§      Transmission


•      Precise mode of transmission is not known

•      Infectious organisms are found in feces

•      Seasonality of infection (late Spring and Summer) suggests transmission via arthropods and reservoir hosts

•      A freshwater snail may be involved in the complex transmission

•      Transplacental ?


Potomac horse fever (PHF)


§       Ehrlichia risticii

•      Prefers to grow and sequester within monocytes (inside vacuoles)

•      Shares antigenic determinants with E. sennetsu, cause of human rickettsiosis in SE Asia

•      Variable morphology in different stages of disease


Potomac horse fever (PHF)


§      Clinical signs


•     Fever, anorexia and depression

•     Laminitis

•     Acute colitis (dorsal large colon) with profuse diarrhea

•     Edema, hemoconcentration

•     Mortality of 10-30%


Potomac horse fever (PHF)


§      Lesions

•     Acute nonspecific mixed inflammatory cell colitis

•     Acute laminitis

•     Difficult to differentiate from other causes and presentations of colitis (Salmonella sp.)


Potomac horse fever (PHF)


§      Diagnosis

•      IFA, ELISA and PCR methods are available

•      Culture is difficult in cell free media (grows in monocyte cultures)

§      Treatment

•      Generally symptomatic - antibiotics and fluids

§      Prevention

•      Bacterins are available 


Equine protozoal myelitis (EPM)


§      First described by Rooney in 1970 as a focal myeloencephalitis in 52 horses with asymmetrical gait and postural abnormalities


Equine protozoal myelitis (EPM)


§      Caused by infection of horses with Sarcocytis neurona

§      An intermediate host, opposums, have been identified

§      Infection appears to occur by consumption of contaminated food and water


Equine protozoal myelitis (EPM)


§       EPM is the most common cause of neurological dysfunction in horses

•      May affect (produce clinical disease) 1-3% of all horses in US (esp. Warmbloods)

•      20 - 50% of horses have seroprevalence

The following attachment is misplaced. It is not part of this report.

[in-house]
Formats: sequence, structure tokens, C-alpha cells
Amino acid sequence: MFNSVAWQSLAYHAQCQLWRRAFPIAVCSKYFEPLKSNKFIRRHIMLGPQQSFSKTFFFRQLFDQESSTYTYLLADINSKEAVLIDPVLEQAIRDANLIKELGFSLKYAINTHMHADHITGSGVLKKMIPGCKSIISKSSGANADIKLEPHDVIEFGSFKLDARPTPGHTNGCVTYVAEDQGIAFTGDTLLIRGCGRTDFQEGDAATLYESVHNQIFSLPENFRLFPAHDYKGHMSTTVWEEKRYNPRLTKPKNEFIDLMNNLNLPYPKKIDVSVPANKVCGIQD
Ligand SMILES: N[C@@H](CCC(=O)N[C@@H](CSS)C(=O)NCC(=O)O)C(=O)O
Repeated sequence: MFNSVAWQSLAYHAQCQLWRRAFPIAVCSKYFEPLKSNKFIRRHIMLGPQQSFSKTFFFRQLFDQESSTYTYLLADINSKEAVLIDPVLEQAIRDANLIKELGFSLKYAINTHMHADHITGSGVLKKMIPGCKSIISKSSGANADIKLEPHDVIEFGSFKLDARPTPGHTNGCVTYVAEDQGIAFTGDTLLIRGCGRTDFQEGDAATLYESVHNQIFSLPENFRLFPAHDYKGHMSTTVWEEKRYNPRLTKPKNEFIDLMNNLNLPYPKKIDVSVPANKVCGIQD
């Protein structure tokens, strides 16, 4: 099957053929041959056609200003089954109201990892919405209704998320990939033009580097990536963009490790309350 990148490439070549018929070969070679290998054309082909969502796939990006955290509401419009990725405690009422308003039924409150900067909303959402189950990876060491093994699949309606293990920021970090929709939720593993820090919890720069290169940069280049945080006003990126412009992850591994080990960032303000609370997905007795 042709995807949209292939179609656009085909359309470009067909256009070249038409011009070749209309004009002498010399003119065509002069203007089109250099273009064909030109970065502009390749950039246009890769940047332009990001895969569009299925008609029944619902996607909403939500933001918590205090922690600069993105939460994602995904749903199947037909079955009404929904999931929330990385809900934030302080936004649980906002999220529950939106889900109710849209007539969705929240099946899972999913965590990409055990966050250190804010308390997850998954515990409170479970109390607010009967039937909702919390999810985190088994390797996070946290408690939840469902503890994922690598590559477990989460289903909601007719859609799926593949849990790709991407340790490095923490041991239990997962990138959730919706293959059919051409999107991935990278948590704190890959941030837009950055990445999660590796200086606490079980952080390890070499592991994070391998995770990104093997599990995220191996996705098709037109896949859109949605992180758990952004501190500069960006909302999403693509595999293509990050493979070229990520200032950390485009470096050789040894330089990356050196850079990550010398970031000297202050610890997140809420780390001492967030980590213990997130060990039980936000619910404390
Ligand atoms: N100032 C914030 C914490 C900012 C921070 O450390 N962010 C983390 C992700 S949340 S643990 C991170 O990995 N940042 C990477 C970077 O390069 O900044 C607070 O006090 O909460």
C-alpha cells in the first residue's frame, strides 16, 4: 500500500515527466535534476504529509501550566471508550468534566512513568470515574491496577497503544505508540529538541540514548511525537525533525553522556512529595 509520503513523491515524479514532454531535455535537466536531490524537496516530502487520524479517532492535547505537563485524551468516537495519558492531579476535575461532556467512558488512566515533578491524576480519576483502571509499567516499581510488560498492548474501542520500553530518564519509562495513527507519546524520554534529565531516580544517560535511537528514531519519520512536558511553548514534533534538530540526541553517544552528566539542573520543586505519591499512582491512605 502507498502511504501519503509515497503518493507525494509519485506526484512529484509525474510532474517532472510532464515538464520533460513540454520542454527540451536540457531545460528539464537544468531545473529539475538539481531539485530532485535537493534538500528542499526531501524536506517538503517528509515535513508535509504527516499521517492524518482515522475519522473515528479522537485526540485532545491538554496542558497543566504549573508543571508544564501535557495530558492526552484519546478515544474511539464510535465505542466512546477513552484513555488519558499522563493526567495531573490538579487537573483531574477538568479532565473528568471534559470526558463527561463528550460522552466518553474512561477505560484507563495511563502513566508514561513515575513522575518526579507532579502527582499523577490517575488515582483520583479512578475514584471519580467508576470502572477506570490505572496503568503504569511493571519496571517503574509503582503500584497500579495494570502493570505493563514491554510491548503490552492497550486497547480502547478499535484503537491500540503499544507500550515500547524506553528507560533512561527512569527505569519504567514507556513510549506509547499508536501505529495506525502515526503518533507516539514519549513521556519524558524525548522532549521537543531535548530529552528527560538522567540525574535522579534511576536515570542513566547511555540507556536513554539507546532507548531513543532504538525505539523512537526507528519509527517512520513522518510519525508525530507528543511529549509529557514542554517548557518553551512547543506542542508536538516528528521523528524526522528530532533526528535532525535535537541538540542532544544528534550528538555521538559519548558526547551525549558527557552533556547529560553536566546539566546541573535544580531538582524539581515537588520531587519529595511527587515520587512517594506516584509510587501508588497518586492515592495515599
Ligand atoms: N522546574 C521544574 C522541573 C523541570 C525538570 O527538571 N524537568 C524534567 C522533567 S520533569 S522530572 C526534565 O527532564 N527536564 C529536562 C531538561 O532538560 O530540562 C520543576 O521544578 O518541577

•      60% of affected horses <4 years old

•      No apparent sex predilection

§       Seen in North,Central and South America


Equine protozoal myelitis (EPM)


§      Clinical signs

•     Restricted to CNS

•     Asymmetrical ataxia most common

•     Proprioceptive deficits

•     Spasticity and stumbling

•     Muscle atrophy


Equine protozoal myelitis (EPM)


§      Lesions

•     Focal segmental hemorrhage

•     Necrosis of gray and white matter

•     Focal nonsuppurative myeloencephalitis with lymphocytes, eosinophils and focal gliosis and neuronal necrosis (micro)


Equine protozoal myelitis (EPM)


§      Diagnosis

•     Immunoblot assay (Western blot) using lysed cultured merozoites

•     PCR for protozoal DNA (KY and CA variants)

•     CSF analysis - Albumin quotient:IgG index


Equine protozoal myelitis (EPM)


§       Treatment

•      Sulfonamide antibiotics (sulfamethoxazole and trimethoprim) combined with pyrimethamine have been the mainstay of current therapy

•      Diclazuril, and other coccidiostats, have also been used but with variable results

•      Supportive therapy


On the horizon ...


§      A/equi/Jilin/1-89 - equine influenza virus

§      Zoonotic paramyxoviruses in Australia



Lecture 7 Sample Questions


1. A major factor which has facilitated the development of emerging infectious diseases in horses is:

A. Worldwide transportation of horses
B. Decreased immunity in horses in general
C. Many new pathogens in the last 10 years

2. The most common type of disease or injury in horses, according to large published studies is disease/lesions in what body system?

A. Urinary tract
B. Locomotor system
C. Respiratory system

3. The reason that contagious equine metritis is a problem in horses that have it is:

A. It causes staggering and blindness
B. It causes lameness
C. It causes sterility and abortion

4. Published studies now indicate that equine protozoal myelitis:

A. Is a common infectious disease affecting the nervous system
B. Is a common disease which causes pneumonia
C. Is easily curable